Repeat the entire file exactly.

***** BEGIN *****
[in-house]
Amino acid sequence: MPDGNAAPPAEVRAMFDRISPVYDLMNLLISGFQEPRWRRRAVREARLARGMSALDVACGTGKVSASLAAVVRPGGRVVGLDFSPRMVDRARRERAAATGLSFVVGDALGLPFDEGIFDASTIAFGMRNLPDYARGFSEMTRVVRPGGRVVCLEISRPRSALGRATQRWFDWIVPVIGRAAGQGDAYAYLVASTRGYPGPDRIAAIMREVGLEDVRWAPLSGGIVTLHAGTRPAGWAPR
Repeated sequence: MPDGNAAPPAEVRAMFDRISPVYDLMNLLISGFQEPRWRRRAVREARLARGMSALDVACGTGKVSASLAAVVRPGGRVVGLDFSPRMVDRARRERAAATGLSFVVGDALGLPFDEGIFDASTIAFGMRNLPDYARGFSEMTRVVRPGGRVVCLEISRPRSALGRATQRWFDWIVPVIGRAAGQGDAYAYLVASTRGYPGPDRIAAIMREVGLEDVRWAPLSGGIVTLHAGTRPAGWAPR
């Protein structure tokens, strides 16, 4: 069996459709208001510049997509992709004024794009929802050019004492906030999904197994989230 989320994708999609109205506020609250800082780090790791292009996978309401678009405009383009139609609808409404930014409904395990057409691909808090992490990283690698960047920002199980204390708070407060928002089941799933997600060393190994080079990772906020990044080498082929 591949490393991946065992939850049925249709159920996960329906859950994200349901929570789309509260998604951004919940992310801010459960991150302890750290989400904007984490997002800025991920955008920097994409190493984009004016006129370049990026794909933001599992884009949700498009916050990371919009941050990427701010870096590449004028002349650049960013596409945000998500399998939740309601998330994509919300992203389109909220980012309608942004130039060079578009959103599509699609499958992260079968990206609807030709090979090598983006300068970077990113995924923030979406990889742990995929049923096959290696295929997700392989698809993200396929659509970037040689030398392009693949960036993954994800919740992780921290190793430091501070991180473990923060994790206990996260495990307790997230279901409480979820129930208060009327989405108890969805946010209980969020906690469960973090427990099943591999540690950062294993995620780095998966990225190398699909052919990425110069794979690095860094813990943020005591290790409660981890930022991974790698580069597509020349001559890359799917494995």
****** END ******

[in-house]
Amino acid sequence: MPDGNAAPPAEVRAMFDRISPVYDLMNLLISGFQEPRWRRRAVREARLARGMSALDVACGTGKVSASLAAVVRPGGRVVGLDFSPRMVDRARRERAAATGLSFVVGDALGLPFDEGIFDASTIAFGMRNLPDYARGFSEMTRVVRPGGRVVCLEISRPRSALGRATQRWFDWIVPVIGRAAGQGDAYAYLVASTRGYPGPDRIAAIMREVGLEDVRWAPLSGGIVTLHAGTRPAGWAPR
Repeated sequence: MPDGNAAPPAEVRAMFDRISPVYDLMNLLISGFQEPRWRRRAVREARLARGMSALDVACGTGKVSASLAAVVRPGGRVVGLDFSPRMVDRARRERAAATGLSFVVGDALGLPFDEGIFDASTIAFGMRNLPDYARGFSEMTRVVRPGGRVVCLEISRPRSALGRATQRWFDWIVPVIGRAAGQGDAYAYLVASTRGYPGPDRIAAIMREVGLEDVRWAPLSGGIVTLHAGTRPAGWAPR
């Protein structure tokens, strides 16, 4: 069996459709208001510049997509992709004024794009929802050019004492906030999904197994989230 989320994708999609109205506020609250800082780090790791292009996978309401678009405009383009139609609808409404930014409904395990057409691909808090992490990283690698960047920002199980204390708070407060928002089941799933997600060393190994080079990772906020990044080498082929 591949490393991946065992939850049925249709159920996960329906859950994200349901929570789309509260998604951004919940992310801010459960991150302890750290989400904007984490997002800025991920955008920097994409190493984009004016006129370049990026794909933001599992884009949700498009916050990371919009941050990427701010870096590449004028002349650049960013596409945000998500399998939740309601998330994509919300992203389109909220980012309608942004130039060079578009959103599509699609499958992260079968990206609807030709090979090598983006300068970077990113995924923030979406990889742990995929049923096959290696295929997700392989698809993200396929659509970037040689030398392009693949960036993954994800919740992780921290190793430091501070991180473990923060994790206990996260495990307790997230279901409480979820129930208060009327989405108890969805946010209980969020906690469960973090427990099943591999540690950062294993995620780095998966990225190398699909052919990425110069794979690095860094813990943020005591290790409660981890930022991974790698580069597509020349001559890359799917494995």